Wonk Power

US President-elect Joe Biden plans to present Congress with a comprehensive aid bill within hours of taking office on January 20 and expects to get it approved in ten days’ time. Biden promises to free up to $25 billion for vaccine manufacturing and wants to invoke the Defense Production Act to bolster the country’s capacity to produce personal protective equipment.

Although the Trump Administration has so far refused to release the funds and facilities usually awarded to the president-elect and his transition team, Biden is not waiting for a nod from General Services Administrator Emily Murphy, a Trump appointee and self-described ‘wonk’, and is moving ahead from his Delaware headquarters.

Murphy has the sole power to release $6.3 million in federal funds to the transition team and provide secure offices and full access to federal departments and agencies. Biden has been shut out of the State Department which normally routes secure lines to the winning candidate for congratulatory calls from foreign leaders.

Since her appointment in 2017, the GSA administrator has courted controversy by giving ‘incomplete and possibly misleading’ testimony to Congress regarding her role in White House decision making on the proposed move of the FBI headquarters which was halted by Trump who reportedly feared that a commercial developer could turn the vacated J Edgar Hoover Building at 935 Pennsylvania Avenue into a luxury hotel – and take business away from the Trump International located one block down the street. Murphy also has been slow in releasing GSA documents pertaining to the lease of the Old Post Office building and its site – now home to Trump International – to DJT Holdings, a company owned by the US president through a revocable trust.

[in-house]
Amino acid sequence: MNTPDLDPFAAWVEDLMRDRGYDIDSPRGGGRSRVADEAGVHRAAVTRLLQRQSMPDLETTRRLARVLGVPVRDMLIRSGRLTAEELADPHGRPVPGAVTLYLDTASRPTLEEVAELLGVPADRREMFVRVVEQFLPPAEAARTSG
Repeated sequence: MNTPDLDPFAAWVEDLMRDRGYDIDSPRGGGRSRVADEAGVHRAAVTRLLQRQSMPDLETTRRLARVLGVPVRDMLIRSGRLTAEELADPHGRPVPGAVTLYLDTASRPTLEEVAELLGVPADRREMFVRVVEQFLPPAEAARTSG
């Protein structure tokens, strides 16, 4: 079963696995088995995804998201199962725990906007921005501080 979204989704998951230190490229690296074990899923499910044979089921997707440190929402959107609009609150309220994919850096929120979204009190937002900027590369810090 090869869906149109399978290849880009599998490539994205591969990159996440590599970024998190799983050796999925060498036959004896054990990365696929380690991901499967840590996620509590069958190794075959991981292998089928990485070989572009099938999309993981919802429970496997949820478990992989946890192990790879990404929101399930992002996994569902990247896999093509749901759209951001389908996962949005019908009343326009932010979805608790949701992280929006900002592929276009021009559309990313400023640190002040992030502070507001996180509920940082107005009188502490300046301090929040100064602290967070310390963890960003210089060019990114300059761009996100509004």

Aides to the president-elect mull a lawsuit to force the GSA to release funds and facilities to the incoming administration’s transition team. The nonpartisan Center for Presidential Transition, a thinktank of former administrators that helps lay the groundwork for new administrations, urged Trump to ‘immediately begin’ the post-election process and release the resources available under the Presidential Transition Act. In a public message released on Sunday, the centre’s advisory board notes that the president-elect needs to recruit some 4,000 political appointees, including 1,250 whose nomination requires confirmation by the senate.

You’re Fired!

According to bestselling author Michael Lewis, whose 2018 book The Fifth Risk describes the chaotic transfer of power to the Trump team two years earlier, the present administration may be largely unaware of the importance of a smooth transition. At the time, the outgoing Obama Administration had prepared detailed briefs on each federal department and agency, and provided a complete infrastructure for the incoming team, although literally nobody showed up, with some departments waiting for weeks on end after the inauguration to meet the first batch of Trump appointees.

In a recording obtained by news website Axios, Director John McEntee of the White House Presidential Personnel Office warns that any political appointee looking for a new job outside the administration will be instantly terminated. Yesterday, that fate befell Defence Secretary Mark Esper who was summarily dismissed from his job by a Trump tweet. According to White House sources, Trump lost confidence in Esper a few weeks ago after he flatly refused to order the army to intervene in the street protests then taking place in a number of cities, citing the Posse Comitatus Act of 1878 which prevents the use of the military to enforce domestic policy.